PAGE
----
All words: Jeb Gavin
All photos: Stephanie Breijo
British DJ and producer Fatboy Slim is one of the best DJs in the world. This isn’t an opinion, simply a matter of fact. The man known to his mother and various federal agencies as Norman Cook spent thirty years spinning records, including producing a few of his own. Perhaps you’ve heard of them, little known releases like Better Living Through Chemistry or You’ve Come a Long Way, Baby? More than any other artist, producer or DJ, Fatboy Slim brought electronic music to the forefront of popular music in the mid and late ‘90s, and is the reason kids look to buy samplers and turntables today as often as they want guitars and amps. He does still produce a few albums, most notably 2010’s Here Lies Love with David Byrne and a collaborative record in 2009 under the name Brighton Port Authority (BPA), but most of his time is occupied globetrotting, dropping in on Australia or Brazil to spin a set for 100,000 people only to jet off and do it all again next week. Through luck or guile or the good graces of his sainted tour manager, I sat down with Fatboy Slim for a few minutes Friday night, right before he blew the collective minds of the comparatively small audience at a sold out 9:30 Club. This is what we talked about.
So, why DC? If memory serves, this is the third show you’ve played in DC in a dozen years, and the second time at the 9:30 Club–a much smaller venue than you usually command.
It’s probably something to do with routine. I’m kind of on my way to Miami. I don’t know, to be honest with you there’s no real kind of agenda where I go. I go where I’m invited and the places I get invited the most seem to be the places that I come back to. But there’s no real, sort of strategy where we go, asking “do we go to Brazil next?” We just go where the party is whenever we’re invited.
Changing direction slightly, why Brazil? Seems like you’re a big fan of the music down there…
Yeah, I just–there’s an affinity, they seem to get what I do. And I really like their country, some really lovely people. Also, with Big Beach Bootique in Brighton, the DVD of that sold more in Brazil than it did in the whole rest of the world. And the Brazilians said, “Will you come over and do one in Rio for us?” So we did one in Rio that was even bigger than the one in Brighton. And that went out on [Brazilian] national TV, and that kind of made me a household name in Brazil. So yeah, no, they just seem to really get what I do. They seem to really get what I do; we dance to the same rhythms, we laugh at the same jokes, and we fall in love with the same women. [NOTE: Big Beach Bootique is a Fatboy Slim-curated open air concert usually played beachside in Brighton, UK. The Fifth Big Beach Bootique is scheduled for June 1st and 2nd of this year.]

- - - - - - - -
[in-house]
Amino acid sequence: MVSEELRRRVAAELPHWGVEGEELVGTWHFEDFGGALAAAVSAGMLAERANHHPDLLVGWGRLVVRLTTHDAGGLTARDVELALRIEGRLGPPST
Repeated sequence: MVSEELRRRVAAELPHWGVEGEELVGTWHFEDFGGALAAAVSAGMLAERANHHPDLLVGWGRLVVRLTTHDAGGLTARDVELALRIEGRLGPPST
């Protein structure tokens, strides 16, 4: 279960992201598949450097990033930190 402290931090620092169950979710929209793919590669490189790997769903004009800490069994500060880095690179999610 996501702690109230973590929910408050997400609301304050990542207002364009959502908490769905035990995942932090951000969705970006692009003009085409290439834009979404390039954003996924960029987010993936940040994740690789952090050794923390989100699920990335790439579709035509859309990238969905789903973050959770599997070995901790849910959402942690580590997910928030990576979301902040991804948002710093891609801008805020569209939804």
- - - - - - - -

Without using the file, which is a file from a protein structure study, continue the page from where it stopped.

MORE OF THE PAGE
That’s as succinct an answer as I could hope for. Was there much support from the Brazilian government? I know they have a relatively large and active ministry of culture.
No, not especially. I’m kind of in talks with them about the World Cup. I’m working with them through their FA [football association]. Like you said, it started with beach parties, and then I went on Big Brother, and I DJed for the Big Brother house, and they’ve just taken me to their hearts there.
Are you looking forward to the 2014 World Cup in Brazil?
Oh yeah, yeah.
A personal question: any chance you’re going to do another album with David Byrne, or a new BPA album?
BPA album, well, the last one took 15 years, so I wouldn’t hold your breath for volume two. I’d love to work with David again. I think next time we do it on my terms, I was thinking something like a straight up pop-dance album, which wasn’t 22 songs long, and didn’t have to tell the story of anything in particular. It’s an excellent diversion, but it was definitely me guesting in David Byrne’s world, so if we did another one, he’d have to come and explore Norman’s world.
Speaking of Norman’s world: do you soundtrack your life? Do you ever find yourself picking particular songs for particular activities, and that’s the song you do a certain thing to?
No, it’s the other way ‘round. Songs are the soundtrack to your life. I remember the song that was playing when I met my wife and songs always remind me of certain people or certain situations on one particular night. So rather than being triggers for things I do, they trigger memories of things I’ve already done. I mean, I spend my working nights trying to trigger things by playing records. It’s like, if you ever come back to my house after a gig and someone says, “put a record on.” I’ll go, “no, you choose the records now. I’m done with thinking. I’m done with thinking about what people want to hear next.”
[It was at this point all professionalism broke down, and we just began making requests, particularly the Fatboy Slim track “Waterman”. My friend Hal also requested hearing “Michael Jackson”, though from how I phrased it, Mr. Cook took it to mean play a Michael Jackson song, not his own song entitled “Michael Jackson.” Brilliant photographer Stephanie Breijo requested he play some Clash. Luckily, she was still a professional, and asked the following….]
How many records do you own, would you say?
Where do you get ’em from?
I don’t really buy vinyl anymore, just, everywhere I go in the world–I buy tons of secondhand things to sample off of. I get sent things by record companies to DJ with. Yeah, I’ve probably had another 10,000 pass through my hands.
Mostly 12” records or 7” singles?
Mostly 12” records.
And how do you categorize them all? Do you still have the collection?
Do you really want to know?
Yeah! We really want to know.